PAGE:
(Bloomberg) -- WeWork Inc.’s former New York headquarters spot has been taken by a coworking competitor, Industrious.

Industrious said it signed a 10-year agreement to manage office space at Tower 49 in midtown Manhattan, where WeWork used to have its headquarters. Industrious will oversee roughly 240,000 square feet (22,300 square meters) of space across 16 floors at Kato International’s 12 E. 49th St.

The move comes after WeWork won court approval to exit bankruptcy, helping the company shed billions in debt and let go of money-losing leases across its massive office portfolio. 

Industrious takes a different spin on the business, focusing more on management contracts with landlords instead of striking leases with the property owners. That helps the landlord and Industrious split profits and reduce risk. From 2019 through 2023, Industrious’s revenue has tripled, the firm said. It’s also been scouting new locations, some of which were former WeWork sites.

“We’ve probably considered about 70 takeovers of former WeWork space, and this is one of a very small number we’ve moved forward on,” said Jamie Hodari, Industrious’s chief executive officer.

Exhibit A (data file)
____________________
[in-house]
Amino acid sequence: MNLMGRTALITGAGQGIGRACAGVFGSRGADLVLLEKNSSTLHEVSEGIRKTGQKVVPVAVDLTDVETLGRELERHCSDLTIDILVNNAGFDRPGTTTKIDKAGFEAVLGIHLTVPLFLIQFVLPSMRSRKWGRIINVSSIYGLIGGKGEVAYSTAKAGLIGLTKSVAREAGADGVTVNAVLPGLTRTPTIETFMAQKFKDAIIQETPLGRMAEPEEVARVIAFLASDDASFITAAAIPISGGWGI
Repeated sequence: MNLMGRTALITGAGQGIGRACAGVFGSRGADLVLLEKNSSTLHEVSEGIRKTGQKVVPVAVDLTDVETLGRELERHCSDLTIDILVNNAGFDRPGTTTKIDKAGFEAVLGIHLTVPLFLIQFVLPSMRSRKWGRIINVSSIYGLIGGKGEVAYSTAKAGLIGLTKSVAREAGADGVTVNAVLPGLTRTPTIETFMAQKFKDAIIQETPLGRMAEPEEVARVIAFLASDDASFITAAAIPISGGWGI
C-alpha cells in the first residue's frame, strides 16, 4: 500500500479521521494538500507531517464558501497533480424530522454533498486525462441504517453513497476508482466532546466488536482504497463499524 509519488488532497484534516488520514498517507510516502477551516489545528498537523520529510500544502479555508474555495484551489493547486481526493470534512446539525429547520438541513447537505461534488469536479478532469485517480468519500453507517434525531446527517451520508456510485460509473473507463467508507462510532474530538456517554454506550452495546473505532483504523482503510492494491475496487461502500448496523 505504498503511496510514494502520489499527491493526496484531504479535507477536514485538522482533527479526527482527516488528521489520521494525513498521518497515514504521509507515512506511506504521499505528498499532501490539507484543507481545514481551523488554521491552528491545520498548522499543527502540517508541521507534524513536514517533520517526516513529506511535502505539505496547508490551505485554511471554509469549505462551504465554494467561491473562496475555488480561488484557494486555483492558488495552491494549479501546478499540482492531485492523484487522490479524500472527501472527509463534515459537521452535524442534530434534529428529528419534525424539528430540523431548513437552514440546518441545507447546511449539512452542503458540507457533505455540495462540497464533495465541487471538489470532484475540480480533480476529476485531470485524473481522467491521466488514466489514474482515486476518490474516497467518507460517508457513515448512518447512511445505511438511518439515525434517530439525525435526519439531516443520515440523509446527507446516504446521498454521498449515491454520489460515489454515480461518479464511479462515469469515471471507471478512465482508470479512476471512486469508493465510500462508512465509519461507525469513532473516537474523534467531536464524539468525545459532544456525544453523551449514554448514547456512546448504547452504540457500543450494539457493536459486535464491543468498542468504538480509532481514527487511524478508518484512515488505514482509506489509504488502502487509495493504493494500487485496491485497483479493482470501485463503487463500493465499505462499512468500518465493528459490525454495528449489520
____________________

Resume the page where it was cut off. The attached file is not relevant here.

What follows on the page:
His firm, which operates more than 200 locations globally, had been looking for a large office spot in New York where it could experiment with different products, such as event programming and design concepts like modular offices. When it was clear WeWork’s space would become available, the firm jumped on it. 

“We loved the building, loved the location, and the landlord and us were willing to put real money into it to upgrade the space,” Hodari said. “It served our problem of wanting to have one mega-Industrious in New York City.”

While office landlords across the world have been hit by lower demand for space since the pandemic, some coworking firms have benefited. Tenants have often shifted toward smaller office footprints, wanting real estate that offers more flexibility.

“It’s been golden years for flex office,” Hodari said. “In recent years, landlords have felt more strongly that they need a flex option in their building if their building’s going to compete, so it has been easier to get management agreements done at great buildings across the country.”

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